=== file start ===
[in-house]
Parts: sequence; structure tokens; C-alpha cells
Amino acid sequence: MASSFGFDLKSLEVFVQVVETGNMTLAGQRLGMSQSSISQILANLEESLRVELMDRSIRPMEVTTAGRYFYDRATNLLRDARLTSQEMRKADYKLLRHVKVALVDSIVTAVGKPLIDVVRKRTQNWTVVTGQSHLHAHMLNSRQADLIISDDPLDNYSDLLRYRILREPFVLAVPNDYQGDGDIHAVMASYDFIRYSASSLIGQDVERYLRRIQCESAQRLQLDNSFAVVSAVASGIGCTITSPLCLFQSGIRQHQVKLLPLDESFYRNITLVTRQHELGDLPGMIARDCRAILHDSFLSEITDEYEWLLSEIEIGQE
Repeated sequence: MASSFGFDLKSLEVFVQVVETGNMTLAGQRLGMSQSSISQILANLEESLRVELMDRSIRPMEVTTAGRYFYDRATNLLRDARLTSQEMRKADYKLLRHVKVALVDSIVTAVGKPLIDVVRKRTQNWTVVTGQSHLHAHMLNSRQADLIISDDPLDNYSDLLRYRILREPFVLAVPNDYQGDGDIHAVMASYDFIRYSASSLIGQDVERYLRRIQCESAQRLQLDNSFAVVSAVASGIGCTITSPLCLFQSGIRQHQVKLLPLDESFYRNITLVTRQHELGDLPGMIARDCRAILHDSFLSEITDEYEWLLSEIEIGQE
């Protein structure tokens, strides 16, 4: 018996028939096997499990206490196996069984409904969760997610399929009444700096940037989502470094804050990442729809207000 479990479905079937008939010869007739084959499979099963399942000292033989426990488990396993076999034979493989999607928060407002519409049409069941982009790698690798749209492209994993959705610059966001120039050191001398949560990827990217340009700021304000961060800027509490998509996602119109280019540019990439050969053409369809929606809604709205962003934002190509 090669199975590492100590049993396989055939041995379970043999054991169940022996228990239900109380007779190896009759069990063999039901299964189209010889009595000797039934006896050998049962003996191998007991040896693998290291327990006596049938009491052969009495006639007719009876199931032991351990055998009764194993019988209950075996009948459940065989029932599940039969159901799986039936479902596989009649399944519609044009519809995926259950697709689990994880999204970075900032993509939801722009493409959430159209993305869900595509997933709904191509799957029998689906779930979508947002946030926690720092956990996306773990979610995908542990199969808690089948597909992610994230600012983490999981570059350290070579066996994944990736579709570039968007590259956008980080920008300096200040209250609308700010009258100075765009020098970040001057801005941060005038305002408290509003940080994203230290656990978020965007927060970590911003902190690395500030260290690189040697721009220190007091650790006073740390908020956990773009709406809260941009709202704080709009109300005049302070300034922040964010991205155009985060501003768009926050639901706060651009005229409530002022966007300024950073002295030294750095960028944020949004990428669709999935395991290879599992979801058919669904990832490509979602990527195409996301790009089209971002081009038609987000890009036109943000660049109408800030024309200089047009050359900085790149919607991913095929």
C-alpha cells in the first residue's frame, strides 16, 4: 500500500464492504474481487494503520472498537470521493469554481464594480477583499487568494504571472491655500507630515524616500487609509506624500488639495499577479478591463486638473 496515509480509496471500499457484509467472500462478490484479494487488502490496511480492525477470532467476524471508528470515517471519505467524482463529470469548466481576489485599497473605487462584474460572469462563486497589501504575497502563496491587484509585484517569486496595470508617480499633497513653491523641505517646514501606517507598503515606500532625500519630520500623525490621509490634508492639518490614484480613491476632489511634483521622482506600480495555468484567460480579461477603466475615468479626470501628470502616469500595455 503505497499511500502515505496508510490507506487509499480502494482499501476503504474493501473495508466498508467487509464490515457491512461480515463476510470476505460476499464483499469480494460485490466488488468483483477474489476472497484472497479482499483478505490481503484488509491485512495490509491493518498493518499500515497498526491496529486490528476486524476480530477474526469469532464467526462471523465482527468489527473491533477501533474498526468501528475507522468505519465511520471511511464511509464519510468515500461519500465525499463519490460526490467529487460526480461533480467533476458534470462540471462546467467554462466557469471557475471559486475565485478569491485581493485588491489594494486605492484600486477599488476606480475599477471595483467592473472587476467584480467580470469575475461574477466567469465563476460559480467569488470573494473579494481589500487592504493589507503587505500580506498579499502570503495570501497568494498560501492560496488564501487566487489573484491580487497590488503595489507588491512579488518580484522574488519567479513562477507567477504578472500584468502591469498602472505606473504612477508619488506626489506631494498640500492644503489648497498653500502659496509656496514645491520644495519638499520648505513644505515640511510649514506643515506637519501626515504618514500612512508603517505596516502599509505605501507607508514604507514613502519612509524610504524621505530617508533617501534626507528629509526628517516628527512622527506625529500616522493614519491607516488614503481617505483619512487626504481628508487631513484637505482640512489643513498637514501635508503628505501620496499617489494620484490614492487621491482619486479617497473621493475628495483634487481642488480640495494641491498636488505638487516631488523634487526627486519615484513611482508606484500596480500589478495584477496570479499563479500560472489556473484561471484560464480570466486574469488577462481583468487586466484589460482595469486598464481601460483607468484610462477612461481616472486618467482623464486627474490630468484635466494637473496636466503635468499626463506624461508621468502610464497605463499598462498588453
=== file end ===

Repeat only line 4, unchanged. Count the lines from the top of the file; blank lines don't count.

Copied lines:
Repeated sequence: MASSFGFDLKSLEVFVQVVETGNMTLAGQRLGMSQSSISQILANLEESLRVELMDRSIRPMEVTTAGRYFYDRATNLLRDARLTSQEMRKADYKLLRHVKVALVDSIVTAVGKPLIDVVRKRTQNWTVVTGQSHLHAHMLNSRQADLIISDDPLDNYSDLLRYRILREPFVLAVPNDYQGDGDIHAVMASYDFIRYSASSLIGQDVERYLRRIQCESAQRLQLDNSFAVVSAVASGIGCTITSPLCLFQSGIRQHQVKLLPLDESFYRNITLVTRQHELGDLPGMIARDCRAILHDSFLSEITDEYEWLLSEIEIGQE